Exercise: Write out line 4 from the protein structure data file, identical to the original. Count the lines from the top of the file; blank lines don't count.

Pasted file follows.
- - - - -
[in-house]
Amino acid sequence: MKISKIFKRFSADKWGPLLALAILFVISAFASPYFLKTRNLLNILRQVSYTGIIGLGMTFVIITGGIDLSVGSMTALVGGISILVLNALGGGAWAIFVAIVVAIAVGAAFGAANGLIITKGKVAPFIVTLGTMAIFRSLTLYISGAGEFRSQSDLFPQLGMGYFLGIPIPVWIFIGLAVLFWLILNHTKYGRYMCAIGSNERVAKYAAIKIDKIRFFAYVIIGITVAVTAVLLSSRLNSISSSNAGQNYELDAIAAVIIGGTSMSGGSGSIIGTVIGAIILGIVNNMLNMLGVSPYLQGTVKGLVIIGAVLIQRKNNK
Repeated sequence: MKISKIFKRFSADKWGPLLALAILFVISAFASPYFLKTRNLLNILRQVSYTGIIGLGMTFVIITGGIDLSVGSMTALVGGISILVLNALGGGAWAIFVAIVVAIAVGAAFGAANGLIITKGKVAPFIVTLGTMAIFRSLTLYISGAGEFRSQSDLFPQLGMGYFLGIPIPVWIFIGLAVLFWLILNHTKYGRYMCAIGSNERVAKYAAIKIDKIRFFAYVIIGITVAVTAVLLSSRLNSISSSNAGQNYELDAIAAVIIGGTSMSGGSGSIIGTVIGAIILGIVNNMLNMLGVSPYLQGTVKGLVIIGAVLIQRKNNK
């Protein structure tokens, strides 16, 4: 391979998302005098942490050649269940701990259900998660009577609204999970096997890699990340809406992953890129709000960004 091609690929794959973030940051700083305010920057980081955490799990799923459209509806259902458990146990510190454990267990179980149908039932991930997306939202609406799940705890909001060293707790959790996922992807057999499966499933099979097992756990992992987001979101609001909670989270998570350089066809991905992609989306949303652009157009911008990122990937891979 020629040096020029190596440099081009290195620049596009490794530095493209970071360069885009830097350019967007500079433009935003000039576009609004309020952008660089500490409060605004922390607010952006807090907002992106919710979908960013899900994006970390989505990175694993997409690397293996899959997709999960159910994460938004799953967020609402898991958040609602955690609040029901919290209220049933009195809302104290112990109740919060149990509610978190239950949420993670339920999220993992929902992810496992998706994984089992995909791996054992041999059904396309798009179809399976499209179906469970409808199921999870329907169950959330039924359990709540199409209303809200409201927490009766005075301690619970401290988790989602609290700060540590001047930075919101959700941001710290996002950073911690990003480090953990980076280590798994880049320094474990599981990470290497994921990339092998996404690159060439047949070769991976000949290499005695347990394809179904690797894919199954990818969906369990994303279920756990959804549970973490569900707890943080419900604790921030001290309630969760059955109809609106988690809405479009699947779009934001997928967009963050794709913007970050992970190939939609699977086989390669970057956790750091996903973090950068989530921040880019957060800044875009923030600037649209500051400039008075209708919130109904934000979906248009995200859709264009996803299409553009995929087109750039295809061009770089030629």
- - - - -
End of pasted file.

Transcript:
């Protein structure tokens, strides 16, 4: 391979998302005098942490050649269940701990259900998660009577609204999970096997890699990340809406992953890129709000960004 091609690929794959973030940051700083305010920057980081955490799990799923459209509806259902458990146990510190454990267990179980149908039932991930997306939202609406799940705890909001060293707790959790996922992807057999499966499933099979097992756990992992987001979101609001909670989270998570350089066809991905992609989306949303652009157009911008990122990937891979 020629040096020029190596440099081009290195620049596009490794530095493209970071360069885009830097350019967007500079433009935003000039576009609004309020952008660089500490409060605004922390607010952006807090907002992106919710979908960013899900994006970390989505990175694993997409690397293996899959997709999960159910994460938004799953967020609402898991958040609602955690609040029901919290209220049933009195809302104290112990109740919060149990509610978190239950949420993670339920999220993992929902992810496992998706994984089992995909791996054992041999059904396309798009179809399976499209179906469970409808199921999870329907169950959330039924359990709540199409209303809200409201927490009766005075301690619970401290988790989602609290700060540590001047930075919101959700941001710290996002950073911690990003480090953990980076280590798994880049320094474990599981990470290497994921990339092998996404690159060439047949070769991976000949290499005695347990394809179904690797894919199954990818969906369990994303279920756990959804549970973490569900707890943080419900604790921030001290309630969760059955109809609106988690809405479009699947779009934001997928967009963050794709913007970050992970190939939609699977086989390669970057956790750091996903973090950068989530921040880019957060800044875009923030600037649209500051400039008075209708919130109904934000979906248009995200859709264009996803299409553009995929087109750039295809061009770089030629």